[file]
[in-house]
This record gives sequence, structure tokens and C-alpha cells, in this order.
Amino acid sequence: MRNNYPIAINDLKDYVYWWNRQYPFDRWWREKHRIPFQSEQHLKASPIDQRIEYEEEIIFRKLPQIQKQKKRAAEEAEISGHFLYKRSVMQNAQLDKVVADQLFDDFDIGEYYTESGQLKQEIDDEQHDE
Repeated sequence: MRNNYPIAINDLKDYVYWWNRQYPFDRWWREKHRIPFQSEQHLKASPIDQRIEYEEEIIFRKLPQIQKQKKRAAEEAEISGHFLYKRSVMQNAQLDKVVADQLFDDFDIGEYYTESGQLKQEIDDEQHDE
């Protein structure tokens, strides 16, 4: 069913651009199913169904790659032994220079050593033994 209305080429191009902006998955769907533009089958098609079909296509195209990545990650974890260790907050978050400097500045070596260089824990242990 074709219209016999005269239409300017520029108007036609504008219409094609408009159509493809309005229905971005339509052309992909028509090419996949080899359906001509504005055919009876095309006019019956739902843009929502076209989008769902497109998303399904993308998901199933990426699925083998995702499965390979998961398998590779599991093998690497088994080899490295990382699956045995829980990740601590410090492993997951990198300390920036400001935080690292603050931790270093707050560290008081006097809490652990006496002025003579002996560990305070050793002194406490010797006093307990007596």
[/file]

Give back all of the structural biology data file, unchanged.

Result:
[in-house]
This record gives sequence, structure tokens and C-alpha cells, in this order.
Amino acid sequence: MRNNYPIAINDLKDYVYWWNRQYPFDRWWREKHRIPFQSEQHLKASPIDQRIEYEEEIIFRKLPQIQKQKKRAAEEAEISGHFLYKRSVMQNAQLDKVVADQLFDDFDIGEYYTESGQLKQEIDDEQHDE
Repeated sequence: MRNNYPIAINDLKDYVYWWNRQYPFDRWWREKHRIPFQSEQHLKASPIDQRIEYEEEIIFRKLPQIQKQKKRAAEEAEISGHFLYKRSVMQNAQLDKVVADQLFDDFDIGEYYTESGQLKQEIDDEQHDE
């Protein structure tokens, strides 16, 4: 069913651009199913169904790659032994220079050593033994 209305080429191009902006998955769907533009089958098609079909296509195209990545990650974890260790907050978050400097500045070596260089824990242990 074709219209016999005269239409300017520029108007036609504008219409094609408009159509493809309005229905971005339509052309992909028509090419996949080899359906001509504005055919009876095309006019019956739902843009929502076209989008769902497109998303399904993308998901199933990426699925083998995702499965390979998961398998590779599991093998690497088994080899490295990382699956045995829980990740601590410090492993997951990198300390920036400001935080690292603050931790270093707050560290008081006097809490652990006496002025003579002996560990305070050793002194406490010797006093307990007596």